What Makes An Entrepreneur?


Entrepreneurs are everywhere, from your next-door neighbor running an online tutoring side-hustle to the well-established commissioned real estate agents, each one of them has their own unique ventures and expertise. However, people often build a misconception around these business-minded individuals, claiming that their end goal is just turning a profit and that it’s luck that plays an essential role in success.

Frankly, it takes more than just the goal of profit and lady luck on your side to secure yourself a foothold in the industry and make it sustainable. And beneath all that motivation and determination is a person carrying the burden of expectation and uncertainty every day.

It’s Not Easy

The word “struggle” is a common term in the entrepreneurship space, and for a good reason too. Nothing ever comes easy with a fresh start-up, and even if you got some extra bit of help from your parents or some money saved up, you still do all the heavy lifting to secure a successful launch.

Sadly, it only takes a simple misstep or slight overlook for a problem to turn dire when left unattended. Being new to everything means you have zero experience in handling intense situations. Thus, resulting in copious amounts of stress and anxiety to deal with at the beginning and throughout the process of carving yourself a spot in the industry.

However, there are vital entrepreneurial characteristics that go unnoticed in the public’s eyes, and these innate skills and talents often draw the line between the good and the exceptional.

#1 Self-Reliance

Despite the common denominator of entrepreneurs doubling down on the significance of having a team of like-minded people beside you, building strong bonds from networking at the get-go doesn’t happen overnight. Successful entrepreneurs need to practice self-reliance because they will often meet multiple challenges in a day, under a single project, and must accomplish each often independently.

  • Desire Responsibility: An entrepreneur feels a deep sense of personal responsibility for all their ventures and projects. They prefer being under control and using the resources at hand to achieve their self-determined goals. It is their desire for responsibility that gives them the drive to accomplish objectives.
  • Self-Confidence: Entrepreneurs often find themselves in rock-bottom situations where they have no one else to rely on but themselves. However, a successful entrepreneur does not rely on extrinsic motivation to keep going but on their own self-confidence and believing in their capabilities.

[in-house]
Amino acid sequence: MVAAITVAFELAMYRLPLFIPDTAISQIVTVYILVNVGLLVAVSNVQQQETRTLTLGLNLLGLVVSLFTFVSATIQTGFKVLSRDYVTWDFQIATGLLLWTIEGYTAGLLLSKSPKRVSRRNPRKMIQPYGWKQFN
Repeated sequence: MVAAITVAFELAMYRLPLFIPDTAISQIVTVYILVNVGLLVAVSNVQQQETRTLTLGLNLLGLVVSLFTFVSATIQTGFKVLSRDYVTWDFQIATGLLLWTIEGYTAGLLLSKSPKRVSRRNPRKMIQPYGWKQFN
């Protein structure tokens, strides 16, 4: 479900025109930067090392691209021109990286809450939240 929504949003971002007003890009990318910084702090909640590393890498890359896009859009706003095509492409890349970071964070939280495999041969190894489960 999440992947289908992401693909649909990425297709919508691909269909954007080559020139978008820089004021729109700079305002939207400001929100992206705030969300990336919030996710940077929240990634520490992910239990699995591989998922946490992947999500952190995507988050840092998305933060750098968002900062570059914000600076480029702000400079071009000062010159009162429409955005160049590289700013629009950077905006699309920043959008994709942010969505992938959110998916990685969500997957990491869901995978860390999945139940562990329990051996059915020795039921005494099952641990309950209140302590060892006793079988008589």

#2 Critical

Critical thinking is another essential trait of a successful entrepreneur. They need to be capable of discerning a good opportunity and knowing when to tolerate their risk appetite to improve their chances of success. Their skill over governing their thinking process and analysis enables them to go farther and manage sustainable growth over time.

  • Values Feedback: Successful entrepreneurs heavily value constructive feedback in gold because feedback identifies areas of improvement that one can work to fix. So if a newbie starts a new drop-shipping company, a quality trait that defines their capability of being critical is going over and understanding customers’ responses.
  • Admits Shortcomings: Before success comes multiple failures, and a hallmark of a great entrepreneur is being able to admit to their own shortcomings. For example, suppose they have the perfect location for emergencies and decides to put up an urgent care center. In that case, a good entrepreneur will only handle the business side of things but won’t deny an experienced medical professional’s help.

#3 Prefers Moderate Risk

Despite common beliefs, entrepreneurs aren’t the naturally born risk-takers you see sensationalized on movies and TV shows. And while calculating risk is a big part of the job, no entrepreneur would jump the gun on every single opportunity that comes their way. Successful entrepreneurs prefer moderate amounts of risk, and they practice good risk management.

  • Weighs Opportunity Costs: Every decision comes with a positive and a negative. An entrepreneur’s job is to consider both actions’ opportunity costs and decide which trade-off is more convenient or more profitable for them. Not all opportunities offer a good return on investment as risk increases. And a good entrepreneur will identify this threshold and further downsize according to their risk appetite.
  • Doesn’t “Gamble”: While betting everything and increasing your earnings by a hundredfold makes for a great story, these go past the standards of a good entrepreneur and is outright gambling. No sane entrepreneur would gamble away all of their invested time, money, and effort on just one trade, business deal, or opportunity alone.

#4 Values Achievement Over Money

A true entrepreneur isn’t driven by a monetary goal but is motivated by his achievements to continue striving and pushing forward. Money is merely a means of “keeping score,” assets that hold them accountable, and another tool they use to realize their goals. While money is essential, a great entrepreneur enjoys the experiencing of creating, innovating, and solving problems.

Adopting An Opportunistic Mindset

Entrepreneurs aren’t born, but they are built through experience and hard work. So if you have plans to start your own venture, don’t forget to adopt an entrepreneur’s opportunistic mindset and practice the good traits the separate the great from the exceptional!

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